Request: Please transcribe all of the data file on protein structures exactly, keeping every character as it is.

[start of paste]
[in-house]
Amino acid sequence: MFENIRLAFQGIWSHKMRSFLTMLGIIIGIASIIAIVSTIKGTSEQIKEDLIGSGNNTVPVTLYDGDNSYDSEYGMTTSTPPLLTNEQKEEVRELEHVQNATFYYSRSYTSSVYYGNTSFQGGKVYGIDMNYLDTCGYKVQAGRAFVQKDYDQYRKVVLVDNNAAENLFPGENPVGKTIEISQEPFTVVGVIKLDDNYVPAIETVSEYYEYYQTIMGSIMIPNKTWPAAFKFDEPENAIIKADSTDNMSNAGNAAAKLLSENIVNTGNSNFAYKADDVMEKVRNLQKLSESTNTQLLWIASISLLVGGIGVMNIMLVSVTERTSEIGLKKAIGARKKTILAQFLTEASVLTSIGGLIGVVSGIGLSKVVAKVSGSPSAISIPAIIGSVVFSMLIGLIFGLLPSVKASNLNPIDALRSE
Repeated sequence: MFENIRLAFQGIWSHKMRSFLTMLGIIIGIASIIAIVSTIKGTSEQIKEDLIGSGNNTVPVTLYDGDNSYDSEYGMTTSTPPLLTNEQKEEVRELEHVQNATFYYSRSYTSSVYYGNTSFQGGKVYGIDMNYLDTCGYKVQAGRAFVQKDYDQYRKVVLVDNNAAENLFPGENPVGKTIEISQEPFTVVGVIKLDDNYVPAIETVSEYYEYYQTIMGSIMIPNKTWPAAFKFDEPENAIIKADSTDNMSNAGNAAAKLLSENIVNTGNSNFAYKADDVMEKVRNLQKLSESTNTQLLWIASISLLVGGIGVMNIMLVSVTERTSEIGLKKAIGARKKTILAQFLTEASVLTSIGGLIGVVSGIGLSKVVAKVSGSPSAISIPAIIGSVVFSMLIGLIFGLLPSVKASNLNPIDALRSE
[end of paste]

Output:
[in-house]
Amino acid sequence: MFENIRLAFQGIWSHKMRSFLTMLGIIIGIASIIAIVSTIKGTSEQIKEDLIGSGNNTVPVTLYDGDNSYDSEYGMTTSTPPLLTNEQKEEVRELEHVQNATFYYSRSYTSSVYYGNTSFQGGKVYGIDMNYLDTCGYKVQAGRAFVQKDYDQYRKVVLVDNNAAENLFPGENPVGKTIEISQEPFTVVGVIKLDDNYVPAIETVSEYYEYYQTIMGSIMIPNKTWPAAFKFDEPENAIIKADSTDNMSNAGNAAAKLLSENIVNTGNSNFAYKADDVMEKVRNLQKLSESTNTQLLWIASISLLVGGIGVMNIMLVSVTERTSEIGLKKAIGARKKTILAQFLTEASVLTSIGGLIGVVSGIGLSKVVAKVSGSPSAISIPAIIGSVVFSMLIGLIFGLLPSVKASNLNPIDALRSE
Repeated sequence: MFENIRLAFQGIWSHKMRSFLTMLGIIIGIASIIAIVSTIKGTSEQIKEDLIGSGNNTVPVTLYDGDNSYDSEYGMTTSTPPLLTNEQKEEVRELEHVQNATFYYSRSYTSSVYYGNTSFQGGKVYGIDMNYLDTCGYKVQAGRAFVQKDYDQYRKVVLVDNNAAENLFPGENPVGKTIEISQEPFTVVGVIKLDDNYVPAIETVSEYYEYYQTIMGSIMIPNKTWPAAFKFDEPENAIIKADSTDNMSNAGNAAAKLLSENIVNTGNSNFAYKADDVMEKVRNLQKLSESTNTQLLWIASISLLVGGIGVMNIMLVSVTERTSEIGLKKAIGARKKTILAQFLTEASVLTSIGGLIGVVSGIGLSKVVAKVSGSPSAISIPAIIGSVVFSMLIGLIFGLLPSVKASNLNPIDALRSE